Articles of impeachment

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Articles of impeachment are the set of charges drafted against a public official to initiate the impeachment process. The articles of impeachment do not result in the removal of the official, but instead require the enacting body to take further action, such as bringing the articles to a vote before the full body.

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In the United States

In the United States, the articles of impeachment are drafted by the House of Representatives for cases involving federal officials. Once approved by the House, a trial is held in the United States Senate where a supermajority is required for conviction.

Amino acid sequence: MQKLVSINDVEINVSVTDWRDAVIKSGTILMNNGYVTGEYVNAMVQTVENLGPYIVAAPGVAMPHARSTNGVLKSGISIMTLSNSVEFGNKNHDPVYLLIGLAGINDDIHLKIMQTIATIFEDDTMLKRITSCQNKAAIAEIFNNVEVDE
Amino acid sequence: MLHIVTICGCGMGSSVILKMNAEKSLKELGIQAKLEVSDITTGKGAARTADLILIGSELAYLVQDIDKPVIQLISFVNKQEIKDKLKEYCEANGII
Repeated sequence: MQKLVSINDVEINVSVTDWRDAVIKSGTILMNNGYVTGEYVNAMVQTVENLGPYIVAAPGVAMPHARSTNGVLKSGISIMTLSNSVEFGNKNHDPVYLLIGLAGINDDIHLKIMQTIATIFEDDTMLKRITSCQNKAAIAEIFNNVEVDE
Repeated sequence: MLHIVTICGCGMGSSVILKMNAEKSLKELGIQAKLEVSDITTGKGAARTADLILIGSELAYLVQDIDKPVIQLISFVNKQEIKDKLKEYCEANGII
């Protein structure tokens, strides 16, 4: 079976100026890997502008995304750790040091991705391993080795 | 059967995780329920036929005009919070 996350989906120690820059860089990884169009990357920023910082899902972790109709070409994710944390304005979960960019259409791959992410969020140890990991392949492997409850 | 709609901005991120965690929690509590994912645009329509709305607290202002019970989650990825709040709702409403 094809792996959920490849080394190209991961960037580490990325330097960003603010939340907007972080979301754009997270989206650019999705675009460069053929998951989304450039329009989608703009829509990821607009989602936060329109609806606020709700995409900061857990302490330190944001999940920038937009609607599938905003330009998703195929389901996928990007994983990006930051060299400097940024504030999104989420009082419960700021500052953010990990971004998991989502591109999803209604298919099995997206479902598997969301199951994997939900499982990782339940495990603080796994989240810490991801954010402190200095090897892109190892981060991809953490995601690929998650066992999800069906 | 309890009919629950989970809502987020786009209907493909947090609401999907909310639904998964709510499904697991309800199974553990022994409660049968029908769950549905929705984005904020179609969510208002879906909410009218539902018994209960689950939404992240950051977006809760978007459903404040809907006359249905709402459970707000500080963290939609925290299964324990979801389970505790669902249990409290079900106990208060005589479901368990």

If a person of a high office is convicted of having committed "Treason, Bribery, or other High Crime or Misdemeanor," then they will be removed upon impeachment in accordance with the law. [1] An impeachment trial is carried out in the Senate, with the Chief Justice of the Supreme Court presiding if the impeachment involves the President. Impeachment can expand beyond senior members of the White House. A Supreme Court of the United States justice may be impeached for committing treason, bribery, or a high crime or misdemeanor. Impeachment charges must be drafted in the House of Representatives. The trial for the person undergoing such occurs in the Senate, requiring two-thirds of the members present (currently 67 out of 100 senators, assuming all present) [lower-alpha 1] to successfully remove a public official from office.

Notes

  1. If not all Senators were present, a quorum would be needed for a vote. In the Senate a quorum is half plus one, or 51 out of 100. If only the minimum for a quorum were present, two-thirds would mean 34 voting in favor of impeachment.

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References

  1. "Article 2, United States Constitution". Legal Information Institute.

See also